Mair Porter ‘many moons ago’ before she was diagnosed with vascular dementia
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Gerald Porter)

He said: “Our heating is the biggest expense we’ve got. We live on very average pensions, and the reason why I put the tweet out wasn’t an appeal for help or anything, it was anger. I was so angry. When I worked the figures out I thought, my God, what am I doing?

“I had loads of people come back to me and say, ‘we’ll give you some money’. I even had a young woman say, I’m a single mum but I’ve got some money put away and you’re welcome to half of it.”

He added: “From a large point of view, there is help. I’ve also got my family. You’re a telephone away from home if you need anybody. My granddaughter is wonderful. I couldn’t manage without it. I I’m very lucky.”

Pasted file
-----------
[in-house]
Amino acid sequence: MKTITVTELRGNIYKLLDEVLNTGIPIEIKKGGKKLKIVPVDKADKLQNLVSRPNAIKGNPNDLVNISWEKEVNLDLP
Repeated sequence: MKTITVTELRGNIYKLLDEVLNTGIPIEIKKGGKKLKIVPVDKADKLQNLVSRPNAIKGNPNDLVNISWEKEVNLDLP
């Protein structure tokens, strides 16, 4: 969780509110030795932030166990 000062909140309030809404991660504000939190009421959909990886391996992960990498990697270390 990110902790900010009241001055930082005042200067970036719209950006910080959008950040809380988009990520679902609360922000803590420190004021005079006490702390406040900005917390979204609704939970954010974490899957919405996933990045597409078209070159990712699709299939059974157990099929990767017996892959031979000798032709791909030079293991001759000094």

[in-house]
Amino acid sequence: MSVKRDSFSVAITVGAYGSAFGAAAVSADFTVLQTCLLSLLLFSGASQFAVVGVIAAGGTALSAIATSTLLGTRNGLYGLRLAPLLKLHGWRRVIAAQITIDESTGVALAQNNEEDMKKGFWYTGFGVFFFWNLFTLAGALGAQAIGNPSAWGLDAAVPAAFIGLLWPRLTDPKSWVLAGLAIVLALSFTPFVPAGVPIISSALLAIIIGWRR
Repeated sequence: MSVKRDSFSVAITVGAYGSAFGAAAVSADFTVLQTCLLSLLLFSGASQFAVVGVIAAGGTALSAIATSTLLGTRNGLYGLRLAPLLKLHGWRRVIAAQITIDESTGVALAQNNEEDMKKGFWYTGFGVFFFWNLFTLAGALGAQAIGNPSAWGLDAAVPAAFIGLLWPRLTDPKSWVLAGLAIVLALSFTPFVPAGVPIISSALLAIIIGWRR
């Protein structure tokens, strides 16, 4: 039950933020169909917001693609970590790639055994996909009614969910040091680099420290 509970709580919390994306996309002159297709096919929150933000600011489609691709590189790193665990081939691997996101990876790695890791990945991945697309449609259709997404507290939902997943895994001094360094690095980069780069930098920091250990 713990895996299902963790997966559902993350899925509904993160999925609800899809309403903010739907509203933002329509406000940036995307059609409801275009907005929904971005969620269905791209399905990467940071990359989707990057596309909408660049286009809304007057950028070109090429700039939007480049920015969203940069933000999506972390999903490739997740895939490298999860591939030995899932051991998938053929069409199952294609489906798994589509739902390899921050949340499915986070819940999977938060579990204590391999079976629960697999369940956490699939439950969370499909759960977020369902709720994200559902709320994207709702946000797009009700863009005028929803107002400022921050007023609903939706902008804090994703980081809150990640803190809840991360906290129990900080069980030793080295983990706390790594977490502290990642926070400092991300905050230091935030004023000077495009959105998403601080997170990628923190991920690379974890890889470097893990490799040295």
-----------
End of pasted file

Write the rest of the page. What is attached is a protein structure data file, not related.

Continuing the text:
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Since Mair’s diagnosis, Gerald has sent out an application for her to receive an Attendance Allowance and hope it will take away some of their financial strain.

“It would definitely help. It’d cover bills full stop,” says Gerald.

But Gerald believes that he shouldn’t have to rely on others to support him financially, and that the government should be held responsible for the effects that the cost of living crises are having on regular people like himself.







Gerald is grateful for the support he’s received from his granddaughter Sharon
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Image:

Gerald Porter)

“I detest the thought of relying on benefits. The kindness of strangers. I really hate that. People are generous. I know that from the tweet. That really surprised me.